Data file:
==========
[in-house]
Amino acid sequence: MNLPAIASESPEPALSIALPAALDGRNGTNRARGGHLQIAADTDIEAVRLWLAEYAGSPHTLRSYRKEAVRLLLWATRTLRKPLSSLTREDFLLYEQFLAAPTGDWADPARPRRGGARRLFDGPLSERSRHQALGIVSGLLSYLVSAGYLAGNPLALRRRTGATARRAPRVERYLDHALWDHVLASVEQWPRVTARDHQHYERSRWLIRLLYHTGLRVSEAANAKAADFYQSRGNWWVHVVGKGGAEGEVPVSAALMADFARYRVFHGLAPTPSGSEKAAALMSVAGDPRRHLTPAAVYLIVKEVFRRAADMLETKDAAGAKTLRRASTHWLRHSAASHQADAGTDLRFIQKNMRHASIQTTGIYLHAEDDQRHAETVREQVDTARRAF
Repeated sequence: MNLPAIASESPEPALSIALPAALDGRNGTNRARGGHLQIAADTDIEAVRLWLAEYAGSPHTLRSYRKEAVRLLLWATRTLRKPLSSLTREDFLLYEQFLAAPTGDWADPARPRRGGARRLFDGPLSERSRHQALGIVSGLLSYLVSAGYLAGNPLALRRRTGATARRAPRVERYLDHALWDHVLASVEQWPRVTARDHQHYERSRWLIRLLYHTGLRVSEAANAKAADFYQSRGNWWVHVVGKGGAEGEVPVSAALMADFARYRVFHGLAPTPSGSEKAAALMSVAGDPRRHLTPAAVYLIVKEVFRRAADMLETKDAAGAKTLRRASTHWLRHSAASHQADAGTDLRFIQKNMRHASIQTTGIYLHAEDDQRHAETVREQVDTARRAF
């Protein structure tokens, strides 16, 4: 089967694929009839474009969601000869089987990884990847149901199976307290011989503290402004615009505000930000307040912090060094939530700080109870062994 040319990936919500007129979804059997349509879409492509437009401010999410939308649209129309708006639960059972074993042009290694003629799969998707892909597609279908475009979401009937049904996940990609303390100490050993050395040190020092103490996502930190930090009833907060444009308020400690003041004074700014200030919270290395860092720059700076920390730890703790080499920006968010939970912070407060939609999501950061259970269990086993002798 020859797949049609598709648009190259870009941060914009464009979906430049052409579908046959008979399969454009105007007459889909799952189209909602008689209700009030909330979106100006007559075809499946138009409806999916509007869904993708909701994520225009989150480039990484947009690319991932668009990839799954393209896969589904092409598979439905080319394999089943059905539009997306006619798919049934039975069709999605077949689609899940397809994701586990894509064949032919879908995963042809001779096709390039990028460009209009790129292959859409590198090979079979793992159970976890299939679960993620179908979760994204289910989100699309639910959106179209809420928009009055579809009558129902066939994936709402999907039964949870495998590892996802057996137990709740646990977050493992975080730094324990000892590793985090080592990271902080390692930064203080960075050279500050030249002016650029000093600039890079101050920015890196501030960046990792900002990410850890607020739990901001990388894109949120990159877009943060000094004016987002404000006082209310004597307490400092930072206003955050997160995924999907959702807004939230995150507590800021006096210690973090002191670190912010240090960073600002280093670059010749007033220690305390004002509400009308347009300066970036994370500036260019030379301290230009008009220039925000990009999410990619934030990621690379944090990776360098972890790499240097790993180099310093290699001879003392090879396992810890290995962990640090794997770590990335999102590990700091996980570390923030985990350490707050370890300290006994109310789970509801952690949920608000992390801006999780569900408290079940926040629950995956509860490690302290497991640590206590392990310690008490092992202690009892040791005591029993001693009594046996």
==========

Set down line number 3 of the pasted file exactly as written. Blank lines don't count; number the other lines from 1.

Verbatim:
Repeated sequence: MNLPAIASESPEPALSIALPAALDGRNGTNRARGGHLQIAADTDIEAVRLWLAEYAGSPHTLRSYRKEAVRLLLWATRTLRKPLSSLTREDFLLYEQFLAAPTGDWADPARPRRGGARRLFDGPLSERSRHQALGIVSGLLSYLVSAGYLAGNPLALRRRTGATARRAPRVERYLDHALWDHVLASVEQWPRVTARDHQHYERSRWLIRLLYHTGLRVSEAANAKAADFYQSRGNWWVHVVGKGGAEGEVPVSAALMADFARYRVFHGLAPTPSGSEKAAALMSVAGDPRRHLTPAAVYLIVKEVFRRAADMLETKDAAGAKTLRRASTHWLRHSAASHQADAGTDLRFIQKNMRHASIQTTGIYLHAEDDQRHAETVREQVDTARRAF